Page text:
Diddy formed a Rat Pack-looking group of guys last week to hit the Strip and film a new vodka ad campaign. Diddy looked for men with “swagger.” So who did he put in his ads?
Caesars headliner Matt Goss, for one. They shot for 20 hours a day for two days — in casinos, on casino rooftops and in a jet.
They drank the vodka, Goss says.
“It just made the shoot better. It warmed us all up a bit,” he says. “It was crazy decadent with a big film crew … bringing the glamorous side of Vegas.”
The other guys wearing suits and ties in the ads: Frank Vincent of “The Sopranos,” Aaron Paul of “Breaking Bad,” Jesse Williams of “Grey’s Anatomy,” Chad Michael Murray of “One Tree Hill,” Michael Kenneth Williams of “The Wire” and musician Chris Jones.
Goss says Diddy was a great gentleman and “a funny cat.”
“All of us got on so well. It was like we’d known each other for 10 years,” Goss says. “Honestly, the next day I missed him and the guys.”
Also on the set were dancers from Goss’ Caesars show and models Chrissy Teigen and Eva Marcille.
“So there are some babes in there, as well,” Goss says.
Goss joined up with Diddy just days after performing for packed crowds at Royal Albert Hall and the Savoy in his native London, where he attained fame with brother Luke in the band Bros.
“It was a win-win for me. I got to take a piece of Vegas to London to show my hometown what we do. And I brought my whole cast (from Caesars) to show them my hometown.”
Amy Winehouse’s father, Mitch, opened for Goss there. I ask Goss whether Mitch is still heartbroken over his daughter’s death.
But Goss (who has a tattoo that reads “Civility Costs Nothing”) respectfully keeps the details to himself.
“Mitch was lovely,” Goss says. “He just loves his daughter with all his heart. … He went out there and had the time of his life. He’s a good guy, you know.”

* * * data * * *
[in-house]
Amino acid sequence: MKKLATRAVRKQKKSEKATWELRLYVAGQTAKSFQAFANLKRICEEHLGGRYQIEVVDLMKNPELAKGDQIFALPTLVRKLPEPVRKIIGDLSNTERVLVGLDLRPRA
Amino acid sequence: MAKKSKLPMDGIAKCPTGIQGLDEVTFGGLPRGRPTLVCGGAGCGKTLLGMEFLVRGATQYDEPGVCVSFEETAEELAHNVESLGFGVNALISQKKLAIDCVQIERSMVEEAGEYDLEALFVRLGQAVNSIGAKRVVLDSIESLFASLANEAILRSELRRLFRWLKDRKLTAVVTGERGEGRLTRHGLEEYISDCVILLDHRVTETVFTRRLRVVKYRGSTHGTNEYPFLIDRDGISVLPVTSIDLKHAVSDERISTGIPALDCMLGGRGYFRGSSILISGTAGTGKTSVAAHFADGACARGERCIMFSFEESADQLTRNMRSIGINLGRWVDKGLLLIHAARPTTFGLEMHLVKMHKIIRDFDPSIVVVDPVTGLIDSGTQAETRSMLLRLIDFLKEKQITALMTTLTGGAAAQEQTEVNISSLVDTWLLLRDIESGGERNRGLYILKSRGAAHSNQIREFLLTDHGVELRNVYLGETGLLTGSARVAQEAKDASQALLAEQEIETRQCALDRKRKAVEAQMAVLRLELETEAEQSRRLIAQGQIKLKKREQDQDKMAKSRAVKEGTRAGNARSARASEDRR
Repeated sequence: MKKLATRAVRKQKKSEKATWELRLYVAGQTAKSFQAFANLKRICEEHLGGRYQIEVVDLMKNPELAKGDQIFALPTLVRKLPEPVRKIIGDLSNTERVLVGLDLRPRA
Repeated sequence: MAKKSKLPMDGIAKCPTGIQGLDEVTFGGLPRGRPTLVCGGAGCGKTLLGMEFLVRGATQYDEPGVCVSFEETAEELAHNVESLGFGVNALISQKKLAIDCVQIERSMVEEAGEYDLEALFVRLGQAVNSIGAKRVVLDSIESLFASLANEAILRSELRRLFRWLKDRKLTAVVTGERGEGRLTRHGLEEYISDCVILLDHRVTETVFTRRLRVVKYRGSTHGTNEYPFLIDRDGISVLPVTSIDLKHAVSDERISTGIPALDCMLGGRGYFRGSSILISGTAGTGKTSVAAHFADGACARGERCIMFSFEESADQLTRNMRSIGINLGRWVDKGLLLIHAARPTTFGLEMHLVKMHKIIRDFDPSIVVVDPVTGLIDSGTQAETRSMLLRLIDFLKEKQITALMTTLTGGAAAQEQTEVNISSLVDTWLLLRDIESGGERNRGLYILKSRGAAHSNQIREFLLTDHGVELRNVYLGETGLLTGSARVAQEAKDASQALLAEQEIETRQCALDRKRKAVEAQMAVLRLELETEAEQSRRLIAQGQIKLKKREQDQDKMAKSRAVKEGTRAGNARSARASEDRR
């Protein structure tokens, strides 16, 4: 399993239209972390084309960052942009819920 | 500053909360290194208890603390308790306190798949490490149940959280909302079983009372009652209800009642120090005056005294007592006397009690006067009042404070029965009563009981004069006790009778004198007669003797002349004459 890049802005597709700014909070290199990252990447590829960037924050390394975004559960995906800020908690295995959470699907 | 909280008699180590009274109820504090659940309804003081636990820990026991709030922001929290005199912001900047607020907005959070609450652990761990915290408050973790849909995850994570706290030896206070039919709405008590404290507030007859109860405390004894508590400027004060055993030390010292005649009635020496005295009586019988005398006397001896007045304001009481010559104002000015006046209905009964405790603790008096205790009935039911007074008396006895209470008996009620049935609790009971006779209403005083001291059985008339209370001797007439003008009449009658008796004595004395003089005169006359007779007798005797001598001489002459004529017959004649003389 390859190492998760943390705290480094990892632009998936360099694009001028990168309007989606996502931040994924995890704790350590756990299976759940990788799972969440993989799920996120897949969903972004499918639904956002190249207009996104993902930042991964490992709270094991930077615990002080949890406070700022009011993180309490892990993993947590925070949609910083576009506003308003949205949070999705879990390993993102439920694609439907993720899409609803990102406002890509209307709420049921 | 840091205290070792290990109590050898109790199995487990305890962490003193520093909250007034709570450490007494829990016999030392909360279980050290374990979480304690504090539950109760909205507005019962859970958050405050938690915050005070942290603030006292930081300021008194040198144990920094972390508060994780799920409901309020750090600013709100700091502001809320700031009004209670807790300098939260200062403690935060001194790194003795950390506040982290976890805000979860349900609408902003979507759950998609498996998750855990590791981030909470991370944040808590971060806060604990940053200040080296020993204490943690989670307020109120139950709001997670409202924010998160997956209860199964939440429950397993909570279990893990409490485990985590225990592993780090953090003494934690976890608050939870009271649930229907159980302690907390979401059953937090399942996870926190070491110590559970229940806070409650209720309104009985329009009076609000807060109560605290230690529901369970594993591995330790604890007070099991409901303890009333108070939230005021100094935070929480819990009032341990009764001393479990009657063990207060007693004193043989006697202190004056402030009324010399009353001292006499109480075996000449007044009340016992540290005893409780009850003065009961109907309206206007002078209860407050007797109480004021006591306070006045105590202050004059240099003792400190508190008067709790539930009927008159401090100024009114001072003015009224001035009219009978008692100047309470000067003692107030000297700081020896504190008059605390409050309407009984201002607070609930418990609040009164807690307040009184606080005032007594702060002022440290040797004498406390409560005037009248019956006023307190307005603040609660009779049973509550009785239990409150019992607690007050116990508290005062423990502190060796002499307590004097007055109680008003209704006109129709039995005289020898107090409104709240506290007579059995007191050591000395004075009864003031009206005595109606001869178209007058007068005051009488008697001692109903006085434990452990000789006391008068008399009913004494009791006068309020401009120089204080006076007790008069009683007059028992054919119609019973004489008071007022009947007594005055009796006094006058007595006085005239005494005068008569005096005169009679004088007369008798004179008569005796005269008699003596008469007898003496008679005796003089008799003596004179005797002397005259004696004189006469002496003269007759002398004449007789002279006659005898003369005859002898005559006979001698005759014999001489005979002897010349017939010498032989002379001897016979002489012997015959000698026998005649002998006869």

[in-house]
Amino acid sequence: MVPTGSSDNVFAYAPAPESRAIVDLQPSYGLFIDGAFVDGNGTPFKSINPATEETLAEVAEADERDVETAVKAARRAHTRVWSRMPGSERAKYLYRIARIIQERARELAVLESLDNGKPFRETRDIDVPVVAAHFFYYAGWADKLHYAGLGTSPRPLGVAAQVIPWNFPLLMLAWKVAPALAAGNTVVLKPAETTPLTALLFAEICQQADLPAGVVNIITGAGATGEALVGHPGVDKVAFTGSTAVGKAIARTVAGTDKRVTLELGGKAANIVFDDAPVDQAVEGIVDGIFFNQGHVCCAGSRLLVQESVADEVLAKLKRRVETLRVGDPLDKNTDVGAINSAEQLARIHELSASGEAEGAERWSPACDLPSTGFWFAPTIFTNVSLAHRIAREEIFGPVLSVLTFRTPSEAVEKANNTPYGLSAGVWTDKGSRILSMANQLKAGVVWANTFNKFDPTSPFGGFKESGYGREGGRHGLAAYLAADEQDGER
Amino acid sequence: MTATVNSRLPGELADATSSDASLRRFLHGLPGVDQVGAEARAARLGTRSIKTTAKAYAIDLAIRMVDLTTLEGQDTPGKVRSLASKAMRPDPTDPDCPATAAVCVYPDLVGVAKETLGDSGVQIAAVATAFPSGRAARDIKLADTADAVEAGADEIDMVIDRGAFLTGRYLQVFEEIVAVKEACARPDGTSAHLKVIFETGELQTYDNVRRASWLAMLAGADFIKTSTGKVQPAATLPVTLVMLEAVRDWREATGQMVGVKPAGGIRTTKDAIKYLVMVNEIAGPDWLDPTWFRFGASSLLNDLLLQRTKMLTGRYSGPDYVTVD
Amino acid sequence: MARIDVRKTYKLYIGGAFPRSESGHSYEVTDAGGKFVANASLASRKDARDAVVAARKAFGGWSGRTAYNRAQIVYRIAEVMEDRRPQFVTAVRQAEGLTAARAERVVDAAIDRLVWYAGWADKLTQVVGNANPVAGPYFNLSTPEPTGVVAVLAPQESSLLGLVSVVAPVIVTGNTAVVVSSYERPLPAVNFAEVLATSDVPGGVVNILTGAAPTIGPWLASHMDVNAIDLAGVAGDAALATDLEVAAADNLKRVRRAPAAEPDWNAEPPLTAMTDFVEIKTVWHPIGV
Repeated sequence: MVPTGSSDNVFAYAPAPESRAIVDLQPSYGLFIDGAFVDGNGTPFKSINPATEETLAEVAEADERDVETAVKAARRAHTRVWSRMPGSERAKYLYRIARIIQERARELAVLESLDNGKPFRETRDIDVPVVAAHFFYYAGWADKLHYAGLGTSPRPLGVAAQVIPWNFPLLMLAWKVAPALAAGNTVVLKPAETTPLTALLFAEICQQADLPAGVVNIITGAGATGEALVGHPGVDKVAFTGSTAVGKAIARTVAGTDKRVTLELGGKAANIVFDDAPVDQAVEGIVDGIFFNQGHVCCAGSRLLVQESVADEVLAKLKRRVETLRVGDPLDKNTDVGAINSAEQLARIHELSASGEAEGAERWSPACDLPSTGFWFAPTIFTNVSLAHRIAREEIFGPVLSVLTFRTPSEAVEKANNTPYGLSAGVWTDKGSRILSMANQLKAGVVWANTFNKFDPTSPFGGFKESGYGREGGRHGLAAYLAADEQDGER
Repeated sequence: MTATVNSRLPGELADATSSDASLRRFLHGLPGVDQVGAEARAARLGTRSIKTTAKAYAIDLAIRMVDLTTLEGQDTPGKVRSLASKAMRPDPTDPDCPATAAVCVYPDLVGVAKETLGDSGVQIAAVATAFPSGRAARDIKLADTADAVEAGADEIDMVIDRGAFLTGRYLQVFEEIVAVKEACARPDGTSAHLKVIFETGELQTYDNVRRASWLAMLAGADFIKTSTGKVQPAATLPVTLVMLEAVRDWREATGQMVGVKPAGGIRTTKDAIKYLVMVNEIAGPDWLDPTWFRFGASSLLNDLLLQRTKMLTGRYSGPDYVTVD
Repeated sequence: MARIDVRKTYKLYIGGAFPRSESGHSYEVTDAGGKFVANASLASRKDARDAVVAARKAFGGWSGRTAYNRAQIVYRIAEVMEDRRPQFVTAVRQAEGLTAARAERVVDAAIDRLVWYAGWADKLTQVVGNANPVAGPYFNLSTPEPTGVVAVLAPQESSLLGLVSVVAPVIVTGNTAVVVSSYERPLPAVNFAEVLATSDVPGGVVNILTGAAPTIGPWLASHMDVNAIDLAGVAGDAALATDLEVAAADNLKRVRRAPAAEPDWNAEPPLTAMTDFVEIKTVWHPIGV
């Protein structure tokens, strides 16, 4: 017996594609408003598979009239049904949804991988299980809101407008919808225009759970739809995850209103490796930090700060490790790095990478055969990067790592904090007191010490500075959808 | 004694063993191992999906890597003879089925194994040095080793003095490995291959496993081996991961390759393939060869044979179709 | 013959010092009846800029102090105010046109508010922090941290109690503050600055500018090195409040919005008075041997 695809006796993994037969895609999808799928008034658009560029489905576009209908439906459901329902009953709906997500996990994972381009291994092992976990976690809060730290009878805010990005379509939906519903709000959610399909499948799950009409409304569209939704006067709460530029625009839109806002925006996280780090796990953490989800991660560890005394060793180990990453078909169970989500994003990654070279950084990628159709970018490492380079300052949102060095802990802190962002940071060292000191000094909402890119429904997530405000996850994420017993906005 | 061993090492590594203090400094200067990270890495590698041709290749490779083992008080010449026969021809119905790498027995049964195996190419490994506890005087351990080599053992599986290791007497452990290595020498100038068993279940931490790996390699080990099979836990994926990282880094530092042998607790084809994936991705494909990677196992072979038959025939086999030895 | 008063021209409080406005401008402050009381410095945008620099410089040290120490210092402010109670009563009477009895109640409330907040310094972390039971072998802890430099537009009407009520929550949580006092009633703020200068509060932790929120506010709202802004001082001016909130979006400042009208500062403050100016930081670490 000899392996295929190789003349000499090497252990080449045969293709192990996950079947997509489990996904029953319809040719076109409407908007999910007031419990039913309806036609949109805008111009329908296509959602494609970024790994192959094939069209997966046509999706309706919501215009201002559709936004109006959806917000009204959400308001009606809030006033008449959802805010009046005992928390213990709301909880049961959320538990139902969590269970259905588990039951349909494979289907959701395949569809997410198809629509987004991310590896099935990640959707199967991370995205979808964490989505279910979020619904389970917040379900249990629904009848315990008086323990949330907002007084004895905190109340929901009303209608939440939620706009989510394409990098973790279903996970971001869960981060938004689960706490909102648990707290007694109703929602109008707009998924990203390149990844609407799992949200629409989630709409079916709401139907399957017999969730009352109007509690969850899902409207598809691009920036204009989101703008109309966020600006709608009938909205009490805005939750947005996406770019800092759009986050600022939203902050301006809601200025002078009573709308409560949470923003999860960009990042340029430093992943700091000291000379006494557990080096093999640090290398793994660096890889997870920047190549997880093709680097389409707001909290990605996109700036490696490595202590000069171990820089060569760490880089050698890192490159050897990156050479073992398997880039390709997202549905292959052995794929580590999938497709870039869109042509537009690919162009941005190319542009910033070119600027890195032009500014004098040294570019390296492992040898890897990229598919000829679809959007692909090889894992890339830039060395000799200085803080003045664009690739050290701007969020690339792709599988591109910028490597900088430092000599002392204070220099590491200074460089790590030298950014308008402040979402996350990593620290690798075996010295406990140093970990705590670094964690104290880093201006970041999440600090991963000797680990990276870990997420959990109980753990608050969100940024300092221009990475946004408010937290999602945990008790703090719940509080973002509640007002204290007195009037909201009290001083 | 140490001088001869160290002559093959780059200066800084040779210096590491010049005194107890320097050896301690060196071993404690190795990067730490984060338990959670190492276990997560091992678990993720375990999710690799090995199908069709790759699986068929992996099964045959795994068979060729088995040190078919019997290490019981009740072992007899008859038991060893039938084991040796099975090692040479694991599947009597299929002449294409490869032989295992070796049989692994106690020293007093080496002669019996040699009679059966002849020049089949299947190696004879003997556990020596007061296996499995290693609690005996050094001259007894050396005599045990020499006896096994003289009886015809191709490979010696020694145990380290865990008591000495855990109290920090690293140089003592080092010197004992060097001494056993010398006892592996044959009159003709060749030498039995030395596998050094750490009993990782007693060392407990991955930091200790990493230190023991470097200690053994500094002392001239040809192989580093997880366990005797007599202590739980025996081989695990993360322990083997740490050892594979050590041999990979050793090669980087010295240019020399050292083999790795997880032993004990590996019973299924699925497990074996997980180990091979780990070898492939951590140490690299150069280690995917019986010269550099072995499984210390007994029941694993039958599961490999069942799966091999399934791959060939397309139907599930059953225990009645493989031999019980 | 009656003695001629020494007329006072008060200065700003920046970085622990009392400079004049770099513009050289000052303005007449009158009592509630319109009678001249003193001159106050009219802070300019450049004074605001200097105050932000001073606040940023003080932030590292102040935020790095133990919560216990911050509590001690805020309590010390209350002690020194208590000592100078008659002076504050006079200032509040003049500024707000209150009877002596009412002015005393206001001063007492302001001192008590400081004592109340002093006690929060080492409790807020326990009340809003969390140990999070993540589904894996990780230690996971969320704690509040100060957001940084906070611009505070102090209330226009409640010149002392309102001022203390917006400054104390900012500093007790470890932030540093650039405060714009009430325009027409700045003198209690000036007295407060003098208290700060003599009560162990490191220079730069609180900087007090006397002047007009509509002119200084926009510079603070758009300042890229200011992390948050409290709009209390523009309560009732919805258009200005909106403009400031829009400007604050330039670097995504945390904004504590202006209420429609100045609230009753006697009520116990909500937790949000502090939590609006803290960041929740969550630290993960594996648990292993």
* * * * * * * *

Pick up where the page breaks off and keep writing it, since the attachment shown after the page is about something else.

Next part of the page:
Mitch told Goss that his daughter was a fan of his. Goss was overwhelmed. Goss was so influenced by Amy Winehouse that when he performs his old Bros hit “When Will I Be Famous” now, it’s restructured with a hint of her song “Back to Black.”
Goss will be back at Caesars this weekend. In his spare time this week, he plans to play the new online multiplayer mode of “Battlefield 3” on PlayStation 3.
Why does he prefer “Battlefield” games?
“The game play is so immediate. You can throw a grenade into a building, and whatever’s in that building will come flying out!” he says.
But the best part of “Battlefield” is that he, his brother and his old friends go to war online at the same time, while talking on PS 3’s chat function.
“So we can literally be in four different countries and all play. That’s what I like about it. It strangely keeps you all connected.”
I have news for Goss: I played “Battlefield 3” online for 12 hours on my last day off.
“That’s a long time you played for, man! That is kind of psychotic, just so you know that — even for gamers, bro,” he says.
He is not wrong.
Doug Elfman’s column appears Tuesdays, Thursdays and Fridays. Contact him at email@example.com. He blogs at reviewjournal.com/elfman.